When you have establised the 45 degree edge you can begin grinding away dead meet up towards the spine, Concentrate on establishing a good cross section that is symmetrical and free from dips. Most swords benefit from a domed edge bevel. It should stil be farily thin behind the vey sharpness. ust how thin you can make it depends on the heat treat of the steel and what targets you want to cut.
Move with even deliberate strokes. Change direction ever so often so that you go across at an angle from your previous strokes. This helps establishing a surface with less dips and wawes. You will have to grind away material along an area some 15-20 mm from the edge to turn a blunt sword into a sharp one. Be careful when you grind the tip . This overheats quickly and it is easy to grind it too thin. Save it for the last touches with a new sharp fine belt.
A sharp edge on your sword will change handling quite a bit. Point of balance will not shift very much but you will feel a great change in the feel of the weapon. If the pommel was large to begin with this might become a problem if the pivot point shifts beyond the tip of the blade. If so you might want to grind the pommel down a bit.

When cross section is established evenly al over the sword you can turn to a new fine belt, some 320 grit or so. Start with the areas closer to the spine of the sword and work towards the edges. That way you will minimize risk of overheating the edge.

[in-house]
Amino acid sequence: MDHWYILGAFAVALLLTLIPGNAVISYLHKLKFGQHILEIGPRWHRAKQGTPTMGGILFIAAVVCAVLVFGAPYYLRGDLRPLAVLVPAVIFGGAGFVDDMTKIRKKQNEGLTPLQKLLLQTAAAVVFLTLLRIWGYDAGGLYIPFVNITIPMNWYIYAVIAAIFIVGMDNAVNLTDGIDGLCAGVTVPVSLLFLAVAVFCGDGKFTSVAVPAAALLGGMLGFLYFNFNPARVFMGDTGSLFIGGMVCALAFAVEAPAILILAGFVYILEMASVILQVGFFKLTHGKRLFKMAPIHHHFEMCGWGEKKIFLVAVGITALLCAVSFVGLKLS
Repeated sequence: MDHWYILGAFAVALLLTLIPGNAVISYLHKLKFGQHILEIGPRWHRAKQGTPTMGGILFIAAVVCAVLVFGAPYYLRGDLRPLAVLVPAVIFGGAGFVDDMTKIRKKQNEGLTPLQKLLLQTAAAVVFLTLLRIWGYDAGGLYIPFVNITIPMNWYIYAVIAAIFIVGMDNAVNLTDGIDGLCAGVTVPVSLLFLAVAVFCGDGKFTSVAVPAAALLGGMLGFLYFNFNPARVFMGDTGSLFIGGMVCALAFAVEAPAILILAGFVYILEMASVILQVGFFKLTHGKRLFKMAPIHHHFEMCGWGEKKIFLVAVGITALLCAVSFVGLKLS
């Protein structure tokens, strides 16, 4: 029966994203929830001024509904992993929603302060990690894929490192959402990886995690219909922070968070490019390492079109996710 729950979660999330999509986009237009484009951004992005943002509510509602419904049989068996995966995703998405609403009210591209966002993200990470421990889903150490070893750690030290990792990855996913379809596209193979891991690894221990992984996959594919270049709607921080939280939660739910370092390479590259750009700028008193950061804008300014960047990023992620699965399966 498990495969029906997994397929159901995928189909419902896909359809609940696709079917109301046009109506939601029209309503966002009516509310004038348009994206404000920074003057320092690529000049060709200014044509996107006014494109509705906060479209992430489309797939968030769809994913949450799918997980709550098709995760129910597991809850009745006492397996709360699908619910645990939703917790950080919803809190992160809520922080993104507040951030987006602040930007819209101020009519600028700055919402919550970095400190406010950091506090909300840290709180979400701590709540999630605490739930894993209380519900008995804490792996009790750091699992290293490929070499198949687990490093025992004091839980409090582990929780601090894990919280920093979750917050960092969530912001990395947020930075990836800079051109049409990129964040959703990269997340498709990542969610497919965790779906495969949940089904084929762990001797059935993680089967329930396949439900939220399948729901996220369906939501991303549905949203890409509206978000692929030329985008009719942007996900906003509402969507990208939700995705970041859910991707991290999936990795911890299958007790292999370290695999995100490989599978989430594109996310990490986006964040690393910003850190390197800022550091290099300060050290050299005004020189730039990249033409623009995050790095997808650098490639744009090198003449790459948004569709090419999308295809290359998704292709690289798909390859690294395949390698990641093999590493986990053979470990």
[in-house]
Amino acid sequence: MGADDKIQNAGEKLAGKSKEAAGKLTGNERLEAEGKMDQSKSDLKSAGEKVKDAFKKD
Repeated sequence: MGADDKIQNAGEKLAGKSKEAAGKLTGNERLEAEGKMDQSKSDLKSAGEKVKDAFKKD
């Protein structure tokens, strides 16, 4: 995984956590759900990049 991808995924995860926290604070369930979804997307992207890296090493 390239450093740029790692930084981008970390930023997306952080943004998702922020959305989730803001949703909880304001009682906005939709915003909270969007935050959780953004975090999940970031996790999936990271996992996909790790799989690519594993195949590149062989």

The heat needed to damage the temper is above 250 degrees. This will show as a brown-purplish color. Remember that the fine edge will reach that temperature in very short order if you keep still or use too much force or a dull belt. Cool often in water.
Yes, the blade will stain from water, but you will have to polish by hand afterawards anyways.

You should now have a blade that is almost cutting sharp. If you can find 600 grit belts repeat the process, removing all rough marks.
Be very careful!
You do not want the sword to snag in the belt and swing free on any of your bodyparts. Always think what will happen *when* you slip, not *if* you slip.
Now it is time for hand polish. Count on spending some 5-10 hours hand sanding if you want a nice finish. Use wooden blocks and emery paper. I use vegetable oil as lubricant. I usually go again from rough to fine, but this is up to you. Finish with 600 or 800 grit and oil,
Now the edge will have reached cutting sharpness, so be very careful: mind your fingers! (a sharp sword will always claim at least one bleeding cut, regradless, but it is good to avoid having to be stitched answering questions about how you got that cut.)
The last sharpness is established with stones and a leather strop.

An edge established this way will not have a visible secondary bevel. All will be blended smoothly. You can establish the very last sharpness with the stone at a slightly blunter angle.